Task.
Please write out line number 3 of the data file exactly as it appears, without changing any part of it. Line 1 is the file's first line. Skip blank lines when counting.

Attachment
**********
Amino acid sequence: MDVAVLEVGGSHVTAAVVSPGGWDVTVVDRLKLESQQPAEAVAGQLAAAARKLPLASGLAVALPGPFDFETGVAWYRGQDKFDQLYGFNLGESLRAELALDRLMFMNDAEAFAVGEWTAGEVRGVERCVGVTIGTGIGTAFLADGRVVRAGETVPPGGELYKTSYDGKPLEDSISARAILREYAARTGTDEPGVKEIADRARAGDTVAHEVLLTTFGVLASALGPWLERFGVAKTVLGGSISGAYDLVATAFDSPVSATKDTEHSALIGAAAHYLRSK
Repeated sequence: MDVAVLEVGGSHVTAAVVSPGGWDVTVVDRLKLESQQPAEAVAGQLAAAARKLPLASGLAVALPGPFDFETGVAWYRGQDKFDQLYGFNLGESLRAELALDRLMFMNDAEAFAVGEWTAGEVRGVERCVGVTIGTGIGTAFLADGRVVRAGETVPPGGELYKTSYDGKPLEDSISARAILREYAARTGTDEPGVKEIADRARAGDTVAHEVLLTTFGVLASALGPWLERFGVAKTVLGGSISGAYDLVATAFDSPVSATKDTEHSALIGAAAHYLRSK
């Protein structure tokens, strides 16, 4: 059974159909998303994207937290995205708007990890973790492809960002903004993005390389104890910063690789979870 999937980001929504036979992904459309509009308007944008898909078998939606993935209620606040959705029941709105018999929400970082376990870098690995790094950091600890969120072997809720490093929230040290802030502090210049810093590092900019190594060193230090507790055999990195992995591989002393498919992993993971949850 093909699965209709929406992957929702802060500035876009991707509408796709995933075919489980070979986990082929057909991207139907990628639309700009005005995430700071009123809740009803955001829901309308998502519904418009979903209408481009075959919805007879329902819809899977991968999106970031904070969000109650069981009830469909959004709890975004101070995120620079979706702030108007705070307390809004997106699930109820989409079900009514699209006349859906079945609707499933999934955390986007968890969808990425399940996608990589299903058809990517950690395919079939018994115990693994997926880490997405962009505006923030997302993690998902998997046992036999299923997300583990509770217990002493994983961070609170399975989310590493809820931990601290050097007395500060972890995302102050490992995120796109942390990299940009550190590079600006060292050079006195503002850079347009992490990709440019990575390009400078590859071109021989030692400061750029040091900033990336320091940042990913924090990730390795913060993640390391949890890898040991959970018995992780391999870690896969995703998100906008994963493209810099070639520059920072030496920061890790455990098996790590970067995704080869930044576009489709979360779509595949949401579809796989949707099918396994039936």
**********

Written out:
């Protein structure tokens, strides 16, 4: 059974159909998303994207937290995205708007990890973790492809960002903004993005390389104890910063690789979870 999937980001929504036979992904459309509009308007944008898909078998939606993935209620606040959705029941709105018999929400970082376990870098690995790094950091600890969120072997809720490093929230040290802030502090210049810093590092900019190594060193230090507790055999990195992995591989002393498919992993993971949850 093909699965209709929406992957929702802060500035876009991707509408796709995933075919489980070979986990082929057909991207139907990628639309700009005005995430700071009123809740009803955001829901309308998502519904418009979903209408481009075959919805007879329902819809899977991968999106970031904070969000109650069981009830469909959004709890975004101070995120620079979706702030108007705070307390809004997106699930109820989409079900009514699209006349859906079945609707499933999934955390986007968890969808990425399940996608990589299903058809990517950690395919079939018994115990693994997926880490997405962009505006923030997302993690998902998997046992036999299923997300583990509770217990002493994983961070609170399975989310590493809820931990601290050097007395500060972890995302102050490992995120796109942390990299940009550190590079600006060292050079006195503002850079347009992490990709440019990575390009400078590859071109021989030692400061750029040091900033990336320091940042990913924090990730390795913060993640390391949890890898040991959970018995992780391999870690896969995703998100906008994963493209810099070639520059920072030496920061890790455990098996790590970067995704080869930044576009489709979360779509595949949401579809796989949707099918396994039936």